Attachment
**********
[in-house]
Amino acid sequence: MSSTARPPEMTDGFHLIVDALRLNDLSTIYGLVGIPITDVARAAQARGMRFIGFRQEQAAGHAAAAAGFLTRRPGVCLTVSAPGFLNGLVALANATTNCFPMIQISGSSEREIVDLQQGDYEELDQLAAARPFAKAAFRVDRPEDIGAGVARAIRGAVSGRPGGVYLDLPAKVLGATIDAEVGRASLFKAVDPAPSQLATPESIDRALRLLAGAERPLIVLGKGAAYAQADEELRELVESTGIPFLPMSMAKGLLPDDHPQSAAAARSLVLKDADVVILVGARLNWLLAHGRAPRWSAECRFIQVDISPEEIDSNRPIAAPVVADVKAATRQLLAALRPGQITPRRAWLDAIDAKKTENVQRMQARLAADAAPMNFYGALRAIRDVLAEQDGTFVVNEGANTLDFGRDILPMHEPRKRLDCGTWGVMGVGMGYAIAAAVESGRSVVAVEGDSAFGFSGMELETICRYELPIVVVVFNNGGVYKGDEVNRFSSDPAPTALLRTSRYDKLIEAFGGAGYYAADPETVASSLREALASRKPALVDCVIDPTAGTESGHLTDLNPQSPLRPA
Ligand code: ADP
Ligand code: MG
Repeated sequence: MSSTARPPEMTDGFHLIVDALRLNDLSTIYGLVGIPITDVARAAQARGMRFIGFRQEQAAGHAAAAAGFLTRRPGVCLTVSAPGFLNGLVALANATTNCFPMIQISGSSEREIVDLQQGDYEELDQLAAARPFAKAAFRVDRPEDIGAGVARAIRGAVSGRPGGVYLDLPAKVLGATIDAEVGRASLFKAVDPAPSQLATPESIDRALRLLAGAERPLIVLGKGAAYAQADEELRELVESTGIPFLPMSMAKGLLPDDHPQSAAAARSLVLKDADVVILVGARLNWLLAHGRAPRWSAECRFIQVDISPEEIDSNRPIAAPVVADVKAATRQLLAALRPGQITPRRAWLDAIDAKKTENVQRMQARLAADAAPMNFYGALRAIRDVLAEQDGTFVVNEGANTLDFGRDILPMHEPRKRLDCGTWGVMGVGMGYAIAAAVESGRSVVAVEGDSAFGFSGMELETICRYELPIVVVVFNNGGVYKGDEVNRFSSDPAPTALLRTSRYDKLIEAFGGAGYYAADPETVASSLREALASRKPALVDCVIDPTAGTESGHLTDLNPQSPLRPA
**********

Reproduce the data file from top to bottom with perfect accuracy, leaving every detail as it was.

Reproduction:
[in-house]
Amino acid sequence: MSSTARPPEMTDGFHLIVDALRLNDLSTIYGLVGIPITDVARAAQARGMRFIGFRQEQAAGHAAAAAGFLTRRPGVCLTVSAPGFLNGLVALANATTNCFPMIQISGSSEREIVDLQQGDYEELDQLAAARPFAKAAFRVDRPEDIGAGVARAIRGAVSGRPGGVYLDLPAKVLGATIDAEVGRASLFKAVDPAPSQLATPESIDRALRLLAGAERPLIVLGKGAAYAQADEELRELVESTGIPFLPMSMAKGLLPDDHPQSAAAARSLVLKDADVVILVGARLNWLLAHGRAPRWSAECRFIQVDISPEEIDSNRPIAAPVVADVKAATRQLLAALRPGQITPRRAWLDAIDAKKTENVQRMQARLAADAAPMNFYGALRAIRDVLAEQDGTFVVNEGANTLDFGRDILPMHEPRKRLDCGTWGVMGVGMGYAIAAAVESGRSVVAVEGDSAFGFSGMELETICRYELPIVVVVFNNGGVYKGDEVNRFSSDPAPTALLRTSRYDKLIEAFGGAGYYAADPETVASSLREALASRKPALVDCVIDPTAGTESGHLTDLNPQSPLRPA
Ligand code: ADP
Ligand code: MG
Repeated sequence: MSSTARPPEMTDGFHLIVDALRLNDLSTIYGLVGIPITDVARAAQARGMRFIGFRQEQAAGHAAAAAGFLTRRPGVCLTVSAPGFLNGLVALANATTNCFPMIQISGSSEREIVDLQQGDYEELDQLAAARPFAKAAFRVDRPEDIGAGVARAIRGAVSGRPGGVYLDLPAKVLGATIDAEVGRASLFKAVDPAPSQLATPESIDRALRLLAGAERPLIVLGKGAAYAQADEELRELVESTGIPFLPMSMAKGLLPDDHPQSAAAARSLVLKDADVVILVGARLNWLLAHGRAPRWSAECRFIQVDISPEEIDSNRPIAAPVVADVKAATRQLLAALRPGQITPRRAWLDAIDAKKTENVQRMQARLAADAAPMNFYGALRAIRDVLAEQDGTFVVNEGANTLDFGRDILPMHEPRKRLDCGTWGVMGVGMGYAIAAAVESGRSVVAVEGDSAFGFSGMELETICRYELPIVVVVFNNGGVYKGDEVNRFSSDPAPTALLRTSRYDKLIEAFGGAGYYAADPETVASSLREALASRKPALVDCVIDPTAGTESGHLTDLNPQSPLRPA